You do: Remind your teen that you’re not the only person they can have this conversation with, and encourage them to check in on, or with, a friend.  You may want to let them know that it can be easier to have conversations about mental health if you have them regularly and not just when someone is struggling.

Building social connections and finding your people

Building connections and making friends can be difficult at any age. It can be particularly challenging in the teen years when people are still figuring out who they are and trying out different identities. One thing teens may not yet have learned is that they can have different types of friendships and connections with different people.

For instance, it’s OK to have people who they hang out with just at school. It’s OK to be friends with someone who is a lot of fun or someone who has similar interests, but may not be a friend they can talk to about their feelings. Part of growing up emotionally is being able to manage these different levels of emotional closeness and figuring out what level of closeness is reasonable in different situations or relationships.

Helping  your teen understand that even if someone may not be a “forever friend,” there’s value to the friendship, is a good start to helping them learn how to build connections.

I do: You also have an opening to talk about building connections when your teen sees you interacting with people you know. Your teen may notice that your posture, tone of voice, and word choice varies depending on who you’re talking to. These situations give you a chance to talk to your teen about what kinds of connections you have—acquaintances, close friends, work friends, and so on, and discuss what the equivalent would be in their life.

We do: When your teen talks to you about problems with their friends (or a worry about not having friends), it’s a good time to explore with your teen what they value in a friend and what they want from a friendship.  That can sound like, “What are some important traits for your friends to have? Do you want to be friends with someone fun? Reliable? Easy to talk to? Something else?”  The conversation may challenge your teen to think more critically about what “connection” means to them.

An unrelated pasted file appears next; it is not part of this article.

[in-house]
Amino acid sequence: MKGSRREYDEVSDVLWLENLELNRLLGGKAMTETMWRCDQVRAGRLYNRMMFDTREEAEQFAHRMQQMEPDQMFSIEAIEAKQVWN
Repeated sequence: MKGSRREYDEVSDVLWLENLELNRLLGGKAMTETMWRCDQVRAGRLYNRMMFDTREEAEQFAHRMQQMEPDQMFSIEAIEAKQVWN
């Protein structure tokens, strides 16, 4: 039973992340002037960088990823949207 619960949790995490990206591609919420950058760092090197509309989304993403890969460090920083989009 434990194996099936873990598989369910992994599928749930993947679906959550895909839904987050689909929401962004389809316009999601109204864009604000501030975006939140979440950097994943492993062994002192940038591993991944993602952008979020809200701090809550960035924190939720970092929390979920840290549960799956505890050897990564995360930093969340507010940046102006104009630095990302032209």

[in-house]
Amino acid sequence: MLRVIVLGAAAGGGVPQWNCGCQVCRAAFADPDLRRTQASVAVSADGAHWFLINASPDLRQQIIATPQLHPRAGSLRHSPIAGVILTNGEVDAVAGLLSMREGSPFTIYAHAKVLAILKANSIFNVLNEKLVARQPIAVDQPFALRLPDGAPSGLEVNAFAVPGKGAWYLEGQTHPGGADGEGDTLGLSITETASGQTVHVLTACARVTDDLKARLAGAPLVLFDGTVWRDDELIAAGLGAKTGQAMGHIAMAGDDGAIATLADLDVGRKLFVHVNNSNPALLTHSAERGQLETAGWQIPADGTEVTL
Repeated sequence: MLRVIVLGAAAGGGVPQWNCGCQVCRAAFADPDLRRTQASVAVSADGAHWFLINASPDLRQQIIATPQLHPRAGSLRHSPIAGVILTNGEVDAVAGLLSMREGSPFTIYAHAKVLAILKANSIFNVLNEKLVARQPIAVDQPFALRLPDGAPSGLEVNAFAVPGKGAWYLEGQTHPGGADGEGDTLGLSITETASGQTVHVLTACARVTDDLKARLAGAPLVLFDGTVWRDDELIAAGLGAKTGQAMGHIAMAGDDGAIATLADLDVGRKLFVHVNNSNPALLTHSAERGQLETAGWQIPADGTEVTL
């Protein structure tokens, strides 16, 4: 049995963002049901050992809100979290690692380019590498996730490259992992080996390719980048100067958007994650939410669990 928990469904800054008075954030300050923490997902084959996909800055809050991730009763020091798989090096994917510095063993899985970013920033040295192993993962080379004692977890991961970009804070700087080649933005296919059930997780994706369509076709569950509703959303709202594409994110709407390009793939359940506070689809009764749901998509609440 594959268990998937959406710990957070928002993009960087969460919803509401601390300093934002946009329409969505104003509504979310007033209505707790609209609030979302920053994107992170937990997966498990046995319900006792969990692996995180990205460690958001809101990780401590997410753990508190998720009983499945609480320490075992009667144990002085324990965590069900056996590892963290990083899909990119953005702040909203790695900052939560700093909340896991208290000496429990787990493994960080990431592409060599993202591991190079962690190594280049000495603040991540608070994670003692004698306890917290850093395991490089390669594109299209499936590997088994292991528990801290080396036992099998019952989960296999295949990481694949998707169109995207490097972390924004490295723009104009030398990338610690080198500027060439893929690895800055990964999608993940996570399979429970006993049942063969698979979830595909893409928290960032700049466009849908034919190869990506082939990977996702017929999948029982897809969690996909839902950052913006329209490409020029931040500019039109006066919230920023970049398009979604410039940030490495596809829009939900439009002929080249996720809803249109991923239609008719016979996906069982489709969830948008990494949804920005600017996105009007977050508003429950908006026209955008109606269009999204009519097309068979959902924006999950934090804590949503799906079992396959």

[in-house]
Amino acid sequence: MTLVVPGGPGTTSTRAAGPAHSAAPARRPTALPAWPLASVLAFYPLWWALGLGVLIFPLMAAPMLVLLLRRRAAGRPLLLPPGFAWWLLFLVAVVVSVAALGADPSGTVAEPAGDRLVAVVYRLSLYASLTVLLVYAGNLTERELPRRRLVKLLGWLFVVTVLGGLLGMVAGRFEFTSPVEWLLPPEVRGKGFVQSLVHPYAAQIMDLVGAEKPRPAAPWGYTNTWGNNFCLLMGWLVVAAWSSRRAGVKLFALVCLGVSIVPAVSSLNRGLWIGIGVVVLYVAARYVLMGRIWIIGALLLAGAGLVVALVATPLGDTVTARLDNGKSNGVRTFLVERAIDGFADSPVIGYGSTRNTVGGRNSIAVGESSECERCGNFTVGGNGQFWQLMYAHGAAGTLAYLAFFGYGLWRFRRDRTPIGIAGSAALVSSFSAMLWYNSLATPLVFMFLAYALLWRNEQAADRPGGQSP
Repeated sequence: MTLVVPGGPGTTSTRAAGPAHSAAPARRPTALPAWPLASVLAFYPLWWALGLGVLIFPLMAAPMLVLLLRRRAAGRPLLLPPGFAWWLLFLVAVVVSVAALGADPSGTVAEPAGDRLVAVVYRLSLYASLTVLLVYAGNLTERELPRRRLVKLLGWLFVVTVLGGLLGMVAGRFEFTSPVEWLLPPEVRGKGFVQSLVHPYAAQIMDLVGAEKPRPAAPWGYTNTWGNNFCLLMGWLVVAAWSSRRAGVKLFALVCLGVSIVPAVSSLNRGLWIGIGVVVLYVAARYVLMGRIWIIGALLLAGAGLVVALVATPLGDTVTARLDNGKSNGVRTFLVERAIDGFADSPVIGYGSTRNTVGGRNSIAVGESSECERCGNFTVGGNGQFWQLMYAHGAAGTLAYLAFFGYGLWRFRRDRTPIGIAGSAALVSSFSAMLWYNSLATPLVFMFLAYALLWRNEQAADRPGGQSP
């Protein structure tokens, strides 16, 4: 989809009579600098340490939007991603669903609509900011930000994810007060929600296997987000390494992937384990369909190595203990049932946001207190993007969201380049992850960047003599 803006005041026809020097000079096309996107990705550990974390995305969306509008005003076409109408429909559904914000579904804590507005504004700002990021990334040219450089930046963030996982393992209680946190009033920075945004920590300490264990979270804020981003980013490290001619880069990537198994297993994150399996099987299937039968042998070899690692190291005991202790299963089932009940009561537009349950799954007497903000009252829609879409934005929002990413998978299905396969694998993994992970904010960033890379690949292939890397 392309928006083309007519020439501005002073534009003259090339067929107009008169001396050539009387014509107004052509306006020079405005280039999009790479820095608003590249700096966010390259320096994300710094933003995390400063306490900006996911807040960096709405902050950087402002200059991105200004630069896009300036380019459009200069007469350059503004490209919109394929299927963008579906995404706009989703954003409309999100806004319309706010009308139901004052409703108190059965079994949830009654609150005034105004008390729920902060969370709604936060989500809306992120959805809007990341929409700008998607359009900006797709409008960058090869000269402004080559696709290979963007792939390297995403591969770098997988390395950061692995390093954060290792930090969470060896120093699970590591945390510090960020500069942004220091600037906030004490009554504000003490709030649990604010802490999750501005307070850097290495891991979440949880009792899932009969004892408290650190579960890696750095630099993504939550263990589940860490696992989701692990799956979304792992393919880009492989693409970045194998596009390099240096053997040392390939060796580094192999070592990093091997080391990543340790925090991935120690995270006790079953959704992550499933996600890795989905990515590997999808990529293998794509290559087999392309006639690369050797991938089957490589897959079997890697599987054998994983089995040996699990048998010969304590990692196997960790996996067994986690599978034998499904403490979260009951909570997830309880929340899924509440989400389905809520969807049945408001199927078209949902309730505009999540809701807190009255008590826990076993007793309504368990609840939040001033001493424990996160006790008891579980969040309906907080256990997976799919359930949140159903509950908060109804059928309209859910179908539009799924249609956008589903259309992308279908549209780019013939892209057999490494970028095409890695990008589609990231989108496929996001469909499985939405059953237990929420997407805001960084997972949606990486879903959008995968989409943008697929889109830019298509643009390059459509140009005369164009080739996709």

You do: Help your teen recognize when they’ve made those positive connections by saying things like, “I notice you’re spending more time with [name]” or “I hear you talking about [name] a lot lately.”  If they’re still struggling to build connections, remind them that it’s OK not to have a crowd of friends and that friendships can change and develop over time.

Ultimately, we want our teens to feel mentally healthy, safe, and comfortable in the spaces they inhabit and with the people around them. Using the “I Do, We Do, You Do” framework to help them build the skills to seek out the connection and support gives us—and our teens—a way to become more confident and competent young adults.

Check out these “10 Tips for Talking to Your Teen About Mental Health” at https://jedfoundation.org/?s=10+Tips+for+Talking+to+Your+Teen+About+Mental+Health

Fisher, Douglas, and Nancy Frey. “Homework and the Gradual Release of Responsibility: Making ‘Responsibility’ Possible.” The English Journal, vol. 98, no. 2, 2008, pp. 40-45. JSTOR, http://www.jstor.org/stable/40503381. Access 11 June 2023.

Amanda Morin is an educator and former Vice President, Learning and Knowledge, Jed Foundation (JED), a nonprofit dedicated to protecting and promoting emotional health for teens and young adults.

This article appeared in the 2024 issue of the Parents League Review. Get the current issue of the Review free with a family membership. Or purchase it separately.